BROOKLYN BOUND: Leading the Brooklyn Bowl’s operations are booking coordinator Erika Kemmerly, left, general manager Anna Ayers and operations manager Kalyn Kendig. (Courtesy Venue)

Team running the show is almost 75% women

Located on the edge of Greenpoint and East Williamsburg in Brooklyn, New York, Brooklyn Bowl has become one of the neighborhood’s premier music venues. With 16 bowling lanes, a restaurant and live music, the building, owned by beloved promoter and live music figure Peter Shapiro, just about has it all.

Behind the scenes, the team running the show is made up of almost 75% women. Helmed by general manager Anna Ayers, women fill many of the venue’s most crucial positions.

Rounding out the Brooklyn Bowl team are Emma Tietze, director of sales & events; Hannah Nobbe, marketing manager; Olivia Klein, marketing coordinator; Shavonne Scott, box office and administrative manager; Lia Evon, senior director of HR operations; Peri Halprin, sales & events manager; Alyson Campbell, scheduling and administrative coordinator and assistant operations manager; Erika Kemmerly, booking coordinator; and Kalyn Kendig, operations manager.

The team emphasizes that a female-led environment has proved beneficial for them, allowing them to openly express their feelings in order to have an open working environment.

“It’s a really interesting thing,” Ayers said. “I am the first one to say I am not ashamed to feel my emotions. I think women are told to buck up, take your emotions out of it, but the reality is, we are emotional people. It’s OK that we get to feel our emotions in the room. We are so female-heavy right now that the men in these meetings now are really good about it. They’re the perfect fit for our little team of women.”

The women at Brooklyn Bowl emphasize that, despite wearing their hearts on their sleeves, they remain an incredibly productive team. Ayers states that their openness with one another helps them collaborate and form deeper bonds, making the group a well-oiled machine.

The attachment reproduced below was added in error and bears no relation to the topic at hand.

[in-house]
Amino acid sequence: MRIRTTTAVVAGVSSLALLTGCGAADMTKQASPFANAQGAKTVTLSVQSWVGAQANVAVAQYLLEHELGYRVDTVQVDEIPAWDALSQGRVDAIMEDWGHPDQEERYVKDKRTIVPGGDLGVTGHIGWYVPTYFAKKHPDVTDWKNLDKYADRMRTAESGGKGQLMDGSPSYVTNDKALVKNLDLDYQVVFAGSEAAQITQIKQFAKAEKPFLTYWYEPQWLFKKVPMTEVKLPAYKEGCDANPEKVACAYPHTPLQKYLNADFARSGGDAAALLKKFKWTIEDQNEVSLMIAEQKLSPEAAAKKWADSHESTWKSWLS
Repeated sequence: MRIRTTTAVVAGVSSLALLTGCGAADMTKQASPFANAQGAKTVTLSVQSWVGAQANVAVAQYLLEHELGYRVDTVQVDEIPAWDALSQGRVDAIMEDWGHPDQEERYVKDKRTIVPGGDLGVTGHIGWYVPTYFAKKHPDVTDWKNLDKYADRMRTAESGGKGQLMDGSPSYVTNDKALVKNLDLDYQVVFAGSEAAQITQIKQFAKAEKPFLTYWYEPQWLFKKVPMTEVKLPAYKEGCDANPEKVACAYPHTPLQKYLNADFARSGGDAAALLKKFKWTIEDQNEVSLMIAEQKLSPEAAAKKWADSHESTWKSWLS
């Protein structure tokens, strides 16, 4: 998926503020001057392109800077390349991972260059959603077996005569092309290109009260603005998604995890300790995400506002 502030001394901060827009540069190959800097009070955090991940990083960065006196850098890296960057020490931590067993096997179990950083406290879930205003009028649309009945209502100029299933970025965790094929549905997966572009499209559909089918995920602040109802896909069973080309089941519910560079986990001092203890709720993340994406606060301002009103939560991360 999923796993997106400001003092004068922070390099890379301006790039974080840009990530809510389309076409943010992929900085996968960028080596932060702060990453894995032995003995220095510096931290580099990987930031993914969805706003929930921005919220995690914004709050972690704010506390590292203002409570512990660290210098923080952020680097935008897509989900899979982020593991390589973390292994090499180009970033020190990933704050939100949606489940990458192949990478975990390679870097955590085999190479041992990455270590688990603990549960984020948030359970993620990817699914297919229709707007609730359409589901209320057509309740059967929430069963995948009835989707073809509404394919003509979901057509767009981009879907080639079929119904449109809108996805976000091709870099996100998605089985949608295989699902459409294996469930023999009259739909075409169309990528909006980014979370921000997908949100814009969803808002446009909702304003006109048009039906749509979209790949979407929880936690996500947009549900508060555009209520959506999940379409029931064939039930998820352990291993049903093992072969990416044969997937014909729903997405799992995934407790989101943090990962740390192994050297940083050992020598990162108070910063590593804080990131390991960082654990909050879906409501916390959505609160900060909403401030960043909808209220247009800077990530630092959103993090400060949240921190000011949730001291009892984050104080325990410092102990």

“We’re still down to business,” Ayers says. “They’re punctual. We’re getting shit done. We’re seeing Brooklyn Bowl organized in a way that we haven’t been, and we needed to be.”
Kendig says their work flow is often smooth and the team collaborates with ease.

“Working on a female-fronted team, the communication is impeccable,” Kemmerly says. “I feel the way that women communicate and get things done is different than the way men usually think. There’s a lot of communication happening. There’s a lot of stuff getting done. I feel super fortunate about that.”

WHOLE LOTTA LOVE: Robert Plant is pictured at the 850-capacity Brooklyn Bowl in New York. (Scott Harris)

Kendig also sees benefits from Brooklyn Bowl’s gender balance. The operations manager grew up in a predominantly male household and, when she first began her career, also found herself surrounded by men.
“I remember when I first started working here, I was like, ‘Wow, there’s a lot of women here. OK, cool. This will be different and interesting,’” she said. “I have found it to be a lot softer and the conversations are just more understanding.”

Ayers worked her way up throughout Brooklyn Bowl’s ranks, holding down every imaginable job in the venue and getting her start as a server.

She says that she lacked female mentors while coming up.

“I’ve worked at Brooklyn Bowl a very long time and there hasn’t been a whole lot of female leaders above me,” she said. “That’s just the reality of the situation. I do think after coming back from COVID and then the last couple years, especially taking this role, there have been some very pivotal people that have seen my growth and potential and have supported me.”

Kemmerly and Kendig both joined Brooklyn Bowl within the last year and a half, but share that they’ve been enjoying the experience.

Both have had previous female mentors who inspired them to make their mark on the industry, Kemmerly citing Alicia Karlin at AEG and Stacie George at Live Nation as her inspirations.
Kendig lists Kira Finkenberg, who was a consultant at her previous venue, Music Box, as her mentor.

When she stepped into her current role last September, Ayers started working more closely with Sara Barnett, who works as the general manager at Brooklyn Bowl in Nashville.

“My experience with her was just really wonderful,” Ayers says. “Her levelheadedness, her advice on how to run a business and keep things sound while also being a woman was invaluable. I still look to her for support. But truthfully, [my inspiration has] literally been this office of people. It’s been extremely internal for me, which is a different experience, but beautiful at the same time.”

Ayers makes note that the gender balance at Brooklyn Bowl is almost a complete 180 from when she first started in 2011.

“It has never looked like this before. Ever, ever, ever, ever, ever,” she said.